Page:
Todd Weik, Manager - LID Services, CBC Engineers
Matthew Kamenick, Territory Manager, StormTrap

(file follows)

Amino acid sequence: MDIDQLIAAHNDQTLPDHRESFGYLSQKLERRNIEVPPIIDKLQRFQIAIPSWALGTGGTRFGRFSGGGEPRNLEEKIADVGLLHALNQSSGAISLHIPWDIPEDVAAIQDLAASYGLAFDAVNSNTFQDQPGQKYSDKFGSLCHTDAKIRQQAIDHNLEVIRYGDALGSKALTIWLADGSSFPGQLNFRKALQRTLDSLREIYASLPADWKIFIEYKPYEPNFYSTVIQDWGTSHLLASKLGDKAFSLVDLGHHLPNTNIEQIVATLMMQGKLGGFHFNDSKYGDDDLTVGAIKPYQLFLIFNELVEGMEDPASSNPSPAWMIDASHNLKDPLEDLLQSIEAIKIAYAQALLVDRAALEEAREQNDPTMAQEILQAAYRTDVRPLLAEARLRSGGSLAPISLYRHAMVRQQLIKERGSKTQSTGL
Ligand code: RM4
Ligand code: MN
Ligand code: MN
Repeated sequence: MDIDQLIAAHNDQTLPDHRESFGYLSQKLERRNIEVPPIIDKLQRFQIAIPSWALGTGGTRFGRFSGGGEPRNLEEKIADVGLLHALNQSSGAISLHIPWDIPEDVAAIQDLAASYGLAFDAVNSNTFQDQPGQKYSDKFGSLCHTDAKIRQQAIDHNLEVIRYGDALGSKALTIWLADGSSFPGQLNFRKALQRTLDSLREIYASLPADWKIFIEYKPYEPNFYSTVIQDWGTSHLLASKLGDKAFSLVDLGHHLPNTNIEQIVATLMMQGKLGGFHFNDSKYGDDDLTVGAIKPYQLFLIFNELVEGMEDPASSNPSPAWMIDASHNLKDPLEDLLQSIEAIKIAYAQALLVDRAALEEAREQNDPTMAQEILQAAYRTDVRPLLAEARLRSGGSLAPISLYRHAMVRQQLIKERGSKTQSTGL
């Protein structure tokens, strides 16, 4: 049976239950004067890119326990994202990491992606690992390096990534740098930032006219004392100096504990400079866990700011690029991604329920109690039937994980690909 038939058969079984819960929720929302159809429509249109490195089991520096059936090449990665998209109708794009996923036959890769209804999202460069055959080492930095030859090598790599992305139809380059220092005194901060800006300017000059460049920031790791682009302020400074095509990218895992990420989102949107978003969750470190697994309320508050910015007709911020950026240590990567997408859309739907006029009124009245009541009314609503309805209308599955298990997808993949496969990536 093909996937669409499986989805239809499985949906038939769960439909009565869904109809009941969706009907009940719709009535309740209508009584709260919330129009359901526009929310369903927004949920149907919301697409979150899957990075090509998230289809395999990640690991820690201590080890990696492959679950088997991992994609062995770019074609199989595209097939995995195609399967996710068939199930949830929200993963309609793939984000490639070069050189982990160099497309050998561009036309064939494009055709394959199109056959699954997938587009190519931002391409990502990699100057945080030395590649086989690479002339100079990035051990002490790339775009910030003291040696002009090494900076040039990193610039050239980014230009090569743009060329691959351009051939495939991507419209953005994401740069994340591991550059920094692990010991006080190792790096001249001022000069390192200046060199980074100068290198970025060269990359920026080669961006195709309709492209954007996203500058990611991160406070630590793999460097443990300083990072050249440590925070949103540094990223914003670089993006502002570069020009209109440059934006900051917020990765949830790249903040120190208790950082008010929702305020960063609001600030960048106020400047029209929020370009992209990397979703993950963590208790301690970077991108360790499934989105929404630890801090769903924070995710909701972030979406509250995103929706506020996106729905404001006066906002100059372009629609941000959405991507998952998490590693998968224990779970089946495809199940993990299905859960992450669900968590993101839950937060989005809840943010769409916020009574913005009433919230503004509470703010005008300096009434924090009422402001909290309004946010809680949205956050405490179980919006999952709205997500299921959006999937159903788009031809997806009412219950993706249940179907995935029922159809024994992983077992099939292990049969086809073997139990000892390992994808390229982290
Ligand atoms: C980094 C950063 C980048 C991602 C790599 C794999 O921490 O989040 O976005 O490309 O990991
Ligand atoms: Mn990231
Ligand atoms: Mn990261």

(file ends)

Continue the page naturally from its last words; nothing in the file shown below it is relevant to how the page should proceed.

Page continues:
Across the nation, and here in Wisconsin, local governments and the US EPA have approved MS4 Permits and Total Maximum Daily Load (TMDL) requirements on countless communities, counties, and drainage districts. To comply with the permits, watersheds are delineated, and appropriate best management practices (BMPs) are identified, designed, and implemented. Typically, design of BMPs is based upon commonly used computer software that will compute hydrology, hydraulics, and non-point pollution annual loads such as total suspended solids and phosphorus. Rainfall distributions and intensities used in these analyses are dictated by state and local ordinances. With each new BMP installed, documentation of compliance is derived using these computer models. The actual performance of the BMP asset, whether it is a wet pond, permeable pavement system, biofilter, or underground storage system, is unknown. This information is important because if the BMP is over-performing, the owner of the asset should be able to receive additional pollution reduction credits necessary to achieve permit compliance. On the other hand, if the asset is under-performing, maintenance and retrofits may be needed to improve the performance of the asset. This presentation will provide an overview of smart stormwater technology and methods, accepted by the Wisconsin Department of Natural Resources, and capable of documenting health and performance of stormwater infrastructure in real-time. Case studies will be examined on two different BMP types – (1) permeable pavement systems in the City of Cudahy and (2) underground storage systems in the City of Appleton, both located in the State of Wisconsin. Data collected from these case studies show how stormwater BMPs are capable of performing much better than computer models give them credit. Increased performance translates to increased value within communities’ MS4 and/or TMDL compliance progress. These systems are changing how stormwater infrastructure is managed and doing it in a way that saves communities and taxpayers a lot of money. These systems also become the foundation for pollutant credit trading.